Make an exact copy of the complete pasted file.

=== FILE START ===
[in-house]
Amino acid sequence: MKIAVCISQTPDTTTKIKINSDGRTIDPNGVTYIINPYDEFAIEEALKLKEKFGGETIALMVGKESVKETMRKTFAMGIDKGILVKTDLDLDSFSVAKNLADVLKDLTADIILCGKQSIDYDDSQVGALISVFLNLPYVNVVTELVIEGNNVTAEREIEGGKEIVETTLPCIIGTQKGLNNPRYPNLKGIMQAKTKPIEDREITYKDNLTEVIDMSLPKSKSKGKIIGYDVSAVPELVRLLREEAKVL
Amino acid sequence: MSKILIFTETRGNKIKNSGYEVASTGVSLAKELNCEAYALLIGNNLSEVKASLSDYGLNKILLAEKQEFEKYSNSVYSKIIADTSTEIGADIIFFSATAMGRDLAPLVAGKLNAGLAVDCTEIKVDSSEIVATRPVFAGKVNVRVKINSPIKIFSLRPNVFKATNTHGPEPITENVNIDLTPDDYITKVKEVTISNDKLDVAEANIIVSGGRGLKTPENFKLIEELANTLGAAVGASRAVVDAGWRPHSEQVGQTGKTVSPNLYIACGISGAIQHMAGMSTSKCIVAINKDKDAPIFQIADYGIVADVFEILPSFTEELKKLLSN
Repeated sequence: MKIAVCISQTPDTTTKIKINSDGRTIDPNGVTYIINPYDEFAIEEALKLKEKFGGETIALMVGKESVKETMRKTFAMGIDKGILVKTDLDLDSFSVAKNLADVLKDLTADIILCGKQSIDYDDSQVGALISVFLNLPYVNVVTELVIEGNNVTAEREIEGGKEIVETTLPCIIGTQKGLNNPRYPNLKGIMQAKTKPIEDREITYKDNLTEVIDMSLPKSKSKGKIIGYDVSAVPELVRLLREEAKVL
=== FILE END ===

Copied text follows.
[in-house]
Amino acid sequence: MKIAVCISQTPDTTTKIKINSDGRTIDPNGVTYIINPYDEFAIEEALKLKEKFGGETIALMVGKESVKETMRKTFAMGIDKGILVKTDLDLDSFSVAKNLADVLKDLTADIILCGKQSIDYDDSQVGALISVFLNLPYVNVVTELVIEGNNVTAEREIEGGKEIVETTLPCIIGTQKGLNNPRYPNLKGIMQAKTKPIEDREITYKDNLTEVIDMSLPKSKSKGKIIGYDVSAVPELVRLLREEAKVL
Amino acid sequence: MSKILIFTETRGNKIKNSGYEVASTGVSLAKELNCEAYALLIGNNLSEVKASLSDYGLNKILLAEKQEFEKYSNSVYSKIIADTSTEIGADIIFFSATAMGRDLAPLVAGKLNAGLAVDCTEIKVDSSEIVATRPVFAGKVNVRVKINSPIKIFSLRPNVFKATNTHGPEPITENVNIDLTPDDYITKVKEVTISNDKLDVAEANIIVSGGRGLKTPENFKLIEELANTLGAAVGASRAVVDAGWRPHSEQVGQTGKTVSPNLYIACGISGAIQHMAGMSTSKCIVAINKDKDAPIFQIADYGIVADVFEILPSFTEELKKLLSN
Repeated sequence: MKIAVCISQTPDTTTKIKINSDGRTIDPNGVTYIINPYDEFAIEEALKLKEKFGGETIALMVGKESVKETMRKTFAMGIDKGILVKTDLDLDSFSVAKNLADVLKDLTADIILCGKQSIDYDDSQVGALISVFLNLPYVNVVTELVIEGNNVTAEREIEGGKEIVETTLPCIIGTQKGLNNPRYPNLKGIMQAKTKPIEDREITYKDNLTEVIDMSLPKSKSKGKIIGYDVSAVPELVRLLREEAKVL